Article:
eq.1

The older Ford Model T had an output of approximately 22 horsepower; however, current passenger vehicles output well over 100 horsepower, such as the Honda Civic at 158-180 horsepower. While not all of this power is utilized in the average driving route, operating conditions that were once considered as harsh have become tame through technological advancements of the engine.
Considering these points, it is vital that the test methods for determining octane numbers be modified to better characterize current fuel potential with respect to modern engine output. These modifications can range from simply changing the policy for obtaining the octane rating to an overhaul of the original testing methods such as a change in the reference fuel and/or a change in the test conditions to better fit current driving conditions.
The current policy for determining the Anti-Knock Index (AKI) in the United States takes the average value of the RON and MON of a given fuel. The AKI is a simplification of the equation for Octane Index (OI) [10], shown below in Equation 2, and assumes the octane appetite, K, of all engines is 0.5.
OI=RON-K*(RON-MON)=RON-K*S          eq.2
However, the main issue is that multiple studies have shown the current K-value for a wide variety of modern engines to be close to zero or negative [6, 7, 8, 9]. Notably, modern naturally aspirated engines have an average K-value of -0.02 and modern TC/DI engines have an average K-value of -0.3 [10].  These values indicate that the value of K decreases with increasing intake pressure and increases with increasing intake temperature and engine speed [11]. The trend for modern cars indicates that the K-value will become increasingly negative.  A negative K-value implies a positive correlation with RON and negative correlation with MON, suggesting that modern fuels are shifting away from the MON causing the RON to have greater importance in determining the anti-knock properties of a fuel. Thus, it is theoretically possible to phase-out the MON and utilize only the RON to classify a fuel’s anti-knock properties. The main concern with this change is that the underlying causes of the shift in K-values are not properly ameliorated. According to equation 2, a negative K-value infers that the octane index improves with increasing fuel sensitivity, S, defined as the difference between RON and MON.  Hence, it would imply that fuels should be refined to have higher sensitivities. Thus, a redistribution in the weighting of K-values to modify the AKI has been proposed. Through the assessment of the range of K-values for current naturally aspirated (NA) and turbocharged/direct injection (TC/DI) engine models, as shown in Figure 1, the original reference bounds of K from 0 to 1 do not adequately characterize current automobiles.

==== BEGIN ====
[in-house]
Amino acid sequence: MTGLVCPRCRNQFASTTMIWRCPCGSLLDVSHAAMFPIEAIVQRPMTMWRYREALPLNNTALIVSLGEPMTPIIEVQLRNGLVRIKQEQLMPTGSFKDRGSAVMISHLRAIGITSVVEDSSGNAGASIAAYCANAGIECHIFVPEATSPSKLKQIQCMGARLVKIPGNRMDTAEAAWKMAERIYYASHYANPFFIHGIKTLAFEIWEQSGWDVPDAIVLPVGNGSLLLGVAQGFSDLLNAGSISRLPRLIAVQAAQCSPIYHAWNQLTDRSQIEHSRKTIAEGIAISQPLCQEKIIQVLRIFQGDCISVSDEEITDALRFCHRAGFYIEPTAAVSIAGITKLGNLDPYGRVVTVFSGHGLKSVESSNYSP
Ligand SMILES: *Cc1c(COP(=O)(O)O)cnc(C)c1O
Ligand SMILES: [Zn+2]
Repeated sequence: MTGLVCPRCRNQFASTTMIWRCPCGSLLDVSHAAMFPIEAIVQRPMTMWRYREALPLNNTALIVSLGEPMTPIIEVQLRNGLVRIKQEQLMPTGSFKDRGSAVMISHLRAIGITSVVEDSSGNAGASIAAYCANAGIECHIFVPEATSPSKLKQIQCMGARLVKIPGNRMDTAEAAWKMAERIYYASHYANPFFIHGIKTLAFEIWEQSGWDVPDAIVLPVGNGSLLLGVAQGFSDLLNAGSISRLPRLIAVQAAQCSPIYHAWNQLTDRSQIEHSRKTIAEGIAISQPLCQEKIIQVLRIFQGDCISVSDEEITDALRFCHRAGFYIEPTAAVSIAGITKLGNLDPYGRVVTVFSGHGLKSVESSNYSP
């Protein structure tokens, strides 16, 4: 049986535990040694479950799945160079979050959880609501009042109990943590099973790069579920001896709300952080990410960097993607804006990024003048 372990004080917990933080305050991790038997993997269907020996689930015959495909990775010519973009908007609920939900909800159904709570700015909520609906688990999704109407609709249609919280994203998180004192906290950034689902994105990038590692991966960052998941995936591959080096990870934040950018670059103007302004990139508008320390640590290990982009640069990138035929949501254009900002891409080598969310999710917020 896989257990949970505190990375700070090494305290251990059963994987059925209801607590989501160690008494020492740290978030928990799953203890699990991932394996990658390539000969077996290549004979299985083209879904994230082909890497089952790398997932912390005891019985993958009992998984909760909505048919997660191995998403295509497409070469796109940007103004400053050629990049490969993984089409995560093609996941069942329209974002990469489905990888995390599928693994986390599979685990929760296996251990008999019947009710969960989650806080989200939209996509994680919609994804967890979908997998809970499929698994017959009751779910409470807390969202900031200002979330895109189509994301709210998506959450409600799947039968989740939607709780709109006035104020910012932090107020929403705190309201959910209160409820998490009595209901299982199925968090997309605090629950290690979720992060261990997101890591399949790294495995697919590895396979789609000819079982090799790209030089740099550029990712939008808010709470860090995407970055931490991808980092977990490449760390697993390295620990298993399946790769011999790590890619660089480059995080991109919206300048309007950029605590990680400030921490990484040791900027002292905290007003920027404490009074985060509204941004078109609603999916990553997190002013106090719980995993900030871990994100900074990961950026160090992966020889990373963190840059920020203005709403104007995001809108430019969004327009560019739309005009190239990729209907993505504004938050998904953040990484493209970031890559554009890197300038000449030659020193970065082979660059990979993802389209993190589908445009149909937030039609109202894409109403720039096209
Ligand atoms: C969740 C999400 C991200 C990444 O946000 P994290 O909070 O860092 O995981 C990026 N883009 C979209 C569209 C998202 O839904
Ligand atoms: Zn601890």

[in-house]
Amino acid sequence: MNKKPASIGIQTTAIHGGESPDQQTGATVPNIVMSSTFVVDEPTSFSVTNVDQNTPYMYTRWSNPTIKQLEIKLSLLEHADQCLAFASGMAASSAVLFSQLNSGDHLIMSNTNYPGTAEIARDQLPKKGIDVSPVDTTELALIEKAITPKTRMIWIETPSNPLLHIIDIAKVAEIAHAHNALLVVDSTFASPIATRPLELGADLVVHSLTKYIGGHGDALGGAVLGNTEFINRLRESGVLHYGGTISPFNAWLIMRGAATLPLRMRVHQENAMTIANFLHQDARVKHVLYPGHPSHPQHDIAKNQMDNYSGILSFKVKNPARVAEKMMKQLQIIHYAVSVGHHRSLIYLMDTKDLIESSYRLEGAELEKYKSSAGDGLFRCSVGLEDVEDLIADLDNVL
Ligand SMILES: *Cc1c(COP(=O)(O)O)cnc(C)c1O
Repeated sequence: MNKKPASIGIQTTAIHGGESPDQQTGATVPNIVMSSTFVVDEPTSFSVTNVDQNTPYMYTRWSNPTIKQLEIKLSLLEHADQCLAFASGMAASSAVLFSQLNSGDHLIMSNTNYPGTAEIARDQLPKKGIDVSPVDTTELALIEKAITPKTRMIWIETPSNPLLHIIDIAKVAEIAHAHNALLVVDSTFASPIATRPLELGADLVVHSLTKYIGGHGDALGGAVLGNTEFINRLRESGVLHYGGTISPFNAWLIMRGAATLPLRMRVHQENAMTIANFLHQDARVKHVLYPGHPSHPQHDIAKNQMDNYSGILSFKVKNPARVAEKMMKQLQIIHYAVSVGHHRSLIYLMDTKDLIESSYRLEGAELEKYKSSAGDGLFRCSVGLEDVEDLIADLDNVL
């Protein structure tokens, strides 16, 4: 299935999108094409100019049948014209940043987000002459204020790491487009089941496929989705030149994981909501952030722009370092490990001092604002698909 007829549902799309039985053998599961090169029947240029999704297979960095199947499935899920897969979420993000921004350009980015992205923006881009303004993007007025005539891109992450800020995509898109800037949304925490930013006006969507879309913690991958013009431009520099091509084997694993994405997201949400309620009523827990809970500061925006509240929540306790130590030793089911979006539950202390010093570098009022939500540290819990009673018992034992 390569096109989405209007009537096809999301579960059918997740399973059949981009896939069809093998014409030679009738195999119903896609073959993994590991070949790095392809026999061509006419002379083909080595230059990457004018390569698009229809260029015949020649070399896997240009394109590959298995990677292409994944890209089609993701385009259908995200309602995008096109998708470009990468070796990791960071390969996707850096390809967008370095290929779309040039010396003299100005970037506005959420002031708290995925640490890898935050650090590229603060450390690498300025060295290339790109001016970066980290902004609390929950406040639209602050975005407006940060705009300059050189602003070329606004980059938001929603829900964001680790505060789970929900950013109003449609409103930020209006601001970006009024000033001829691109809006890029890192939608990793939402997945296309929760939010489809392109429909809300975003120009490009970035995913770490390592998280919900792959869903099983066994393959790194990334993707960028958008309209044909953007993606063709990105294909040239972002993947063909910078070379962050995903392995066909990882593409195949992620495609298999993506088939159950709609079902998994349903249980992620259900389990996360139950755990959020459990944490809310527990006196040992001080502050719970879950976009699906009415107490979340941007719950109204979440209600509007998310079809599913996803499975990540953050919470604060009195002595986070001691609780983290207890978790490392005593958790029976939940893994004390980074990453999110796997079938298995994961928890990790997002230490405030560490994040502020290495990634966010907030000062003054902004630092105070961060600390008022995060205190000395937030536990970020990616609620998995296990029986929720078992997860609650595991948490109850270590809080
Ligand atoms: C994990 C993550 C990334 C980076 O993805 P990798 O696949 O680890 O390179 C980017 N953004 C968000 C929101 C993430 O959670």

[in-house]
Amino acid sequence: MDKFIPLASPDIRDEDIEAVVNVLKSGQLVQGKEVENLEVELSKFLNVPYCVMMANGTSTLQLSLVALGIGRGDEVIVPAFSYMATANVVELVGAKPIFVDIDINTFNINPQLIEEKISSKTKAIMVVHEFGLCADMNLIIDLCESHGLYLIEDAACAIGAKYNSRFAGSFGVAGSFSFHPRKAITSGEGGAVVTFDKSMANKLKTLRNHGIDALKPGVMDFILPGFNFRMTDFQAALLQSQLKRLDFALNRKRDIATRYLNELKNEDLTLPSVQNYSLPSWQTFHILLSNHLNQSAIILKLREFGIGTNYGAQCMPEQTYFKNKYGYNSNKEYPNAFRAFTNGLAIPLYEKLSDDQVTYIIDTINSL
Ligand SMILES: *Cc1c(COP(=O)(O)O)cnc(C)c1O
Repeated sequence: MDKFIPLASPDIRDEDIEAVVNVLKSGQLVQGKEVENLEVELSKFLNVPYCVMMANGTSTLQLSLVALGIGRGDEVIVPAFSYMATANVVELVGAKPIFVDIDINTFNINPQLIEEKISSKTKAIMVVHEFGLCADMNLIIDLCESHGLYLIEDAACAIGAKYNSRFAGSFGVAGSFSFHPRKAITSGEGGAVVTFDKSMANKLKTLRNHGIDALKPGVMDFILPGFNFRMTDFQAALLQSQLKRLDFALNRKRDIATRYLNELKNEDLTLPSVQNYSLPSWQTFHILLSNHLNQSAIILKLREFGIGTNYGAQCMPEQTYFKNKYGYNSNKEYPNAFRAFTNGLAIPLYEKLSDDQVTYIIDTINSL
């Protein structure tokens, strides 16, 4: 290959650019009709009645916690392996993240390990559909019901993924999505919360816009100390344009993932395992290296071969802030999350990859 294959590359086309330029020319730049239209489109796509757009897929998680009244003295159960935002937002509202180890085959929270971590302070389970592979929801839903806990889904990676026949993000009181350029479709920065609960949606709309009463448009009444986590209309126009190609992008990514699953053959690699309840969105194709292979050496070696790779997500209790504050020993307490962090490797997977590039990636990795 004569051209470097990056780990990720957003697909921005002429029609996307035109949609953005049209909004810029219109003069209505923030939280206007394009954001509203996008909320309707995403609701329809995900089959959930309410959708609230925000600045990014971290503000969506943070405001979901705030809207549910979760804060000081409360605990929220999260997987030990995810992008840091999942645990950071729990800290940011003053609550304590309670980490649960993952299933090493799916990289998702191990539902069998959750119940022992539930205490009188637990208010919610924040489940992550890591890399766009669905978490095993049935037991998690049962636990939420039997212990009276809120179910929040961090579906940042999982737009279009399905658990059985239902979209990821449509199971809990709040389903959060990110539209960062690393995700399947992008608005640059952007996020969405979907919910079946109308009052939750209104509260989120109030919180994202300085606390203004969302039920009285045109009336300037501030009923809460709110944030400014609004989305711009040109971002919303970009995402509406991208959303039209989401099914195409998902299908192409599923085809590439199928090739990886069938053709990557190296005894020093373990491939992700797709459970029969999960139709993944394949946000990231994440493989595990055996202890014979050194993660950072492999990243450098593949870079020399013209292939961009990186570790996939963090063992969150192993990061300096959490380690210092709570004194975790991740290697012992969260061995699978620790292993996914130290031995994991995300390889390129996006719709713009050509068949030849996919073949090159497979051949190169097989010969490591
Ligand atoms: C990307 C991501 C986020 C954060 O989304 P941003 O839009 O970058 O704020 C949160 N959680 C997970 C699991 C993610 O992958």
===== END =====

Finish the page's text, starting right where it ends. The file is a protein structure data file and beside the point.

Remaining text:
Figure 1. Statistical distribution of K-values for historic, current, and future engines [10].

Instead, K-values could be shifted to -0.75 and 0.25 in order to better incorporate the expected K-values of modern engines and providing a new theoretical reference frame by which the current octane testing methods may be converted to modern standards. While simple, policy changes will at most remain as a superficial adjustment and require other measures to ensure all the underlying flaws have been rectified.
These policy changes alone neither liberate the constraints set forth by the iso-octane/n-heptane reference fuel nor portray the complex chemical interactions of anti-knock additives in gasoline. As previously mentioned, the current components of the reference fuel are strictly paraffinic fuels and do not adequately represent modern fuels. Notably, paraffinic fuels are known to have a negative temperature coefficient where a fuel’s anti-knock properties increase with increasing temperature, yet real fuels do not exhibit this behavior [12]. Furthermore, the current reference fuels have a sensitivity of zero meaning the octane index of the reference fuels is independent of changes in the K-value, even though the octane index of commercial fuels depends heavily on the K-value [13]. Thus, researchers such as Kalghatgi et al. [14] have proposed replacing iso-octane with toluene creating a new toluene and n-heptane reference fuel as well as a new metric called the toluene number (TN). The new TN could then be the singular metric utilized to determine the anti-knock quality of gasoline at varying test conditions with greater reliability than the octane index method which requires RON, MON, and the corresponding K-value before calculations are possible.